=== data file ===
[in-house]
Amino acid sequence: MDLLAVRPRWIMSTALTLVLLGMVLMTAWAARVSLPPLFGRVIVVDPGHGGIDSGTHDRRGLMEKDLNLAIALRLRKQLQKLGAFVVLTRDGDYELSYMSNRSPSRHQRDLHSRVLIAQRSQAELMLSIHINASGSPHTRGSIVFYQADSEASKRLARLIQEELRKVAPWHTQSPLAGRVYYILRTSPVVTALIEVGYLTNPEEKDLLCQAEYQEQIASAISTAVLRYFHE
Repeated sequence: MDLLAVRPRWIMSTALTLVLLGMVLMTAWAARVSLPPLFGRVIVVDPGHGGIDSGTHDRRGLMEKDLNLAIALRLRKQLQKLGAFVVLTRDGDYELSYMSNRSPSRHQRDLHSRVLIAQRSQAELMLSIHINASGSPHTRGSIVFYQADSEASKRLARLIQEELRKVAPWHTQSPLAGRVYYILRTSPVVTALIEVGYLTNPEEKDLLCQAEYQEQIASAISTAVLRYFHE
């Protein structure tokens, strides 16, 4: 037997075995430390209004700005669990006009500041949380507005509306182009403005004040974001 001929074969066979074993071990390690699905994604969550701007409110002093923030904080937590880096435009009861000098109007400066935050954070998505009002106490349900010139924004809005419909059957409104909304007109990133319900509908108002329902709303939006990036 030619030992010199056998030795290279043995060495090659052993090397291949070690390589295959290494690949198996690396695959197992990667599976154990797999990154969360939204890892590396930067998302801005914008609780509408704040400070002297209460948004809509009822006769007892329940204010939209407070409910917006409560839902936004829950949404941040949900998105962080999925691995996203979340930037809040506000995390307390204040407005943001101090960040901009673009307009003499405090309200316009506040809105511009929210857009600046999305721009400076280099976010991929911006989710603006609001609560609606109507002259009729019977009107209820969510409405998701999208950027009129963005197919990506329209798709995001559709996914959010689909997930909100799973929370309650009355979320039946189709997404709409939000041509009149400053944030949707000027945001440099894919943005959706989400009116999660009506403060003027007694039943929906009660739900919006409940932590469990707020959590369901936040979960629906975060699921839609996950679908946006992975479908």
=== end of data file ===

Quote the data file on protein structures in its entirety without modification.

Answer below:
[in-house]
Amino acid sequence: MDLLAVRPRWIMSTALTLVLLGMVLMTAWAARVSLPPLFGRVIVVDPGHGGIDSGTHDRRGLMEKDLNLAIALRLRKQLQKLGAFVVLTRDGDYELSYMSNRSPSRHQRDLHSRVLIAQRSQAELMLSIHINASGSPHTRGSIVFYQADSEASKRLARLIQEELRKVAPWHTQSPLAGRVYYILRTSPVVTALIEVGYLTNPEEKDLLCQAEYQEQIASAISTAVLRYFHE
Repeated sequence: MDLLAVRPRWIMSTALTLVLLGMVLMTAWAARVSLPPLFGRVIVVDPGHGGIDSGTHDRRGLMEKDLNLAIALRLRKQLQKLGAFVVLTRDGDYELSYMSNRSPSRHQRDLHSRVLIAQRSQAELMLSIHINASGSPHTRGSIVFYQADSEASKRLARLIQEELRKVAPWHTQSPLAGRVYYILRTSPVVTALIEVGYLTNPEEKDLLCQAEYQEQIASAISTAVLRYFHE
């Protein structure tokens, strides 16, 4: 037997075995430390209004700005669990006009500041949380507005509306182009403005004040974001 001929074969066979074993071990390690699905994604969550701007409110002093923030904080937590880096435009009861000098109007400066935050954070998505009002106490349900010139924004809005419909059957409104909304007109990133319900509908108002329902709303939006990036 030619030992010199056998030795290279043995060495090659052993090397291949070690390589295959290494690949198996690396695959197992990667599976154990797999990154969360939204890892590396930067998302801005914008609780509408704040400070002297209460948004809509009822006769007892329940204010939209407070409910917006409560839902936004829950949404941040949900998105962080999925691995996203979340930037809040506000995390307390204040407005943001101090960040901009673009307009003499405090309200316009506040809105511009929210857009600046999305721009400076280099976010991929911006989710603006609001609560609606109507002259009729019977009107209820969510409405998701999208950027009129963005197919990506329209798709995001559709996914959010689909997930909100799973929370309650009355979320039946189709997404709409939000041509009149400053944030949707000027945001440099894919943005959706989400009116999660009506403060003027007694039943929906009660739900919006409940932590469990707020959590369901936040979960629906975060699921839609996950679908946006992975479908």